Dispersal of homeless people criminalises them

A research study carried out by several criminologists in ten towns in England and Wales finds that demands for public space only end up recycling the problem of homelessness. Several English newspapers echoed the news, including The Guardian.

Councils using Public Space Protection Orders (PSPOs) to impose £100 fines aimed at controlling so-called ‘anti-social behaviour’ do nothing more than cause homeless people to come back to the same space time and time again.

The study has found that the dispersal of homeless people from city centres fails to stop this antisocial behaviour and instead causes a wrongful criminalisation of these people.

Research carried out by Sheffield Hallam University, with final recommendations for fairer treatment of people living on the streets, has been endorsed by Crisis, the homelessness charity. Councils in England and Wales using PSPO to impose £100 fines to control or prohibit behaviour such as drinking, pitching tents or sleeping in public space, simply see that with people living on the streets, this issue is not solved.

Orders are also misused to target behaviour that might not be considered antisocial, such as begging or sleeping rough, where an adverse effect is unlikely. What is more, in some cases homeless people have described the physical and verbal abuse they have received from police officers.

PSPOs have been used in England since 2014 with the aim of deterring behaviour deemed anti-social, but the focus on their impact on rough sleepers comes amid rising homelessness caused by an increase in evictions. Nearly 20,000 homes in England and Wales were left empty due to evictions during the 2021/22 period, almost 9,000 more than the previous period, according to annual figures released by the Department for Levelling Up, Housing and Communities.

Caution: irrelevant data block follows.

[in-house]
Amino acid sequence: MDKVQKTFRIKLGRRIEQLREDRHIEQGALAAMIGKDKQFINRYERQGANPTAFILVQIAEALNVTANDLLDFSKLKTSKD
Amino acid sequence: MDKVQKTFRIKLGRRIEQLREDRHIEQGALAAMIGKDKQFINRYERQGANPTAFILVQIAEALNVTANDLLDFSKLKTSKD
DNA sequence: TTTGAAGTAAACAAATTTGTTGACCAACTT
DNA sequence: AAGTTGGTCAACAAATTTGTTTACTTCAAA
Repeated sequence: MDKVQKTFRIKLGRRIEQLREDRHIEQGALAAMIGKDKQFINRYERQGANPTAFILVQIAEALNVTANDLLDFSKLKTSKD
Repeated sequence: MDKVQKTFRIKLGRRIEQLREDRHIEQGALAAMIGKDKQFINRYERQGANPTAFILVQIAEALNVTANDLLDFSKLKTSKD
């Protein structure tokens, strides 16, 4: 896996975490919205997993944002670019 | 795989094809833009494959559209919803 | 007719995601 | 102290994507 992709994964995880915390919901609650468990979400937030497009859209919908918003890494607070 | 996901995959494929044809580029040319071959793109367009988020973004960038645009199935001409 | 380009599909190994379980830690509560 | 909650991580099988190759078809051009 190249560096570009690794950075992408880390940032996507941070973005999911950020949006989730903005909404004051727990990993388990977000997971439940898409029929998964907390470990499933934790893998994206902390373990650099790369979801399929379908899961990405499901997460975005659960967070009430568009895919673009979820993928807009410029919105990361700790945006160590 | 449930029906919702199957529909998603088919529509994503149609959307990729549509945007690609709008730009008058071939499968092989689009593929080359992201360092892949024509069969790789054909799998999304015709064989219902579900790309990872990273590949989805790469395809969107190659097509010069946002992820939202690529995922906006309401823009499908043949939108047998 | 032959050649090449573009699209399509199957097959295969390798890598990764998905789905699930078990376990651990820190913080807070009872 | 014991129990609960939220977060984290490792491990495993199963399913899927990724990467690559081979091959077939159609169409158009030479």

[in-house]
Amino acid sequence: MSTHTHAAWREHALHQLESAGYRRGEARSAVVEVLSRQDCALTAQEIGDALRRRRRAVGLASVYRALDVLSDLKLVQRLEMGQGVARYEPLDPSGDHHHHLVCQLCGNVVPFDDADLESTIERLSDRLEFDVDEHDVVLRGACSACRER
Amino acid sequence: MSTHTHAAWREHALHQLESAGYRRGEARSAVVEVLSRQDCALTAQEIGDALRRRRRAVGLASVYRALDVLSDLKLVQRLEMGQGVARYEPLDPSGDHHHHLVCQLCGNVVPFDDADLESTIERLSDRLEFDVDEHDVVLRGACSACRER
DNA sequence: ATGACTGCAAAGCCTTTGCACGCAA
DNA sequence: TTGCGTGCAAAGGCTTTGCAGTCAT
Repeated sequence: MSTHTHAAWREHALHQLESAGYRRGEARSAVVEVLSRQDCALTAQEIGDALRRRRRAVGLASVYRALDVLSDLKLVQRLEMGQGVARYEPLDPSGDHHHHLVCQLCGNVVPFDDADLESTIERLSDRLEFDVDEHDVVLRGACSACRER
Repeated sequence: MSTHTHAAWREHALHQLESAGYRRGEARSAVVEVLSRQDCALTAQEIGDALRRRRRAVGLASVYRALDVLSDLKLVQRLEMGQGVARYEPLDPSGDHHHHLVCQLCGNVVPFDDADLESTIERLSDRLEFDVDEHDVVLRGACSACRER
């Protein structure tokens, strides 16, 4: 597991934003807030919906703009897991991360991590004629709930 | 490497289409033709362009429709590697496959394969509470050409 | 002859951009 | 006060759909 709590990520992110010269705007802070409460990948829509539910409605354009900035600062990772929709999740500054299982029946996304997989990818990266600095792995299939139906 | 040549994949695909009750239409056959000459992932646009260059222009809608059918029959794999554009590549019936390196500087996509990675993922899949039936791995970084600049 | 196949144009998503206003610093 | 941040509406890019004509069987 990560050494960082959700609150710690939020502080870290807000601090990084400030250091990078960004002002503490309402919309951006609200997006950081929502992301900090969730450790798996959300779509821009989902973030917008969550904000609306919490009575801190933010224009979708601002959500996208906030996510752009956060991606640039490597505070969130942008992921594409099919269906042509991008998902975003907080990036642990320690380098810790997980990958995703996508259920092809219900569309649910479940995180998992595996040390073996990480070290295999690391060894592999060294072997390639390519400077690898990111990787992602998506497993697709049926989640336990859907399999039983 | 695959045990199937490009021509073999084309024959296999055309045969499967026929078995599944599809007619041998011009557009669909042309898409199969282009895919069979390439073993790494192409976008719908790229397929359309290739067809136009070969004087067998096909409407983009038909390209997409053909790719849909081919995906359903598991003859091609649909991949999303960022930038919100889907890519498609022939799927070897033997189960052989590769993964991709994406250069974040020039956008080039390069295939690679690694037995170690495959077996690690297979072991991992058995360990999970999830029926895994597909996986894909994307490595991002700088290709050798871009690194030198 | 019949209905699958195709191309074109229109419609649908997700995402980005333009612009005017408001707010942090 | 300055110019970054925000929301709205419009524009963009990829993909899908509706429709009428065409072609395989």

In a seaside town in the east of England, for example, where begging, drug use, street drinking, urination and defecation, sleeping in public places or pitching tents are prohibited, you can often see locals or tourists strolling around while eating or drinking and this legislation does not apply to them.

A spokesman for the National Police Chiefs Council believes that recent joint work with Crisis has helped ensure that officers are able to understand why people end up sleeping rough, what support they need and, most importantly, what can be done to help them escape homelessness.

Cllr Nesil Caliskan from the Local Government Association’s safer and stronger communities board believes that PSPOs should be used as part of a broader set of measures that tie in with support services to help address the intrinsic causes of homelessness.

In other words, the dispersal powers associated with PSPOs have created vicious cycles of intimidation, dispersal and displacement that only recycle the problem of people living on the street rather than deterring, let alone preventing, the problems associated with homelessness. This would be one of the main conclusions of the study according to Peter Squires, Emeritus Professor of Criminology and Public Policy at the University of Brighton.


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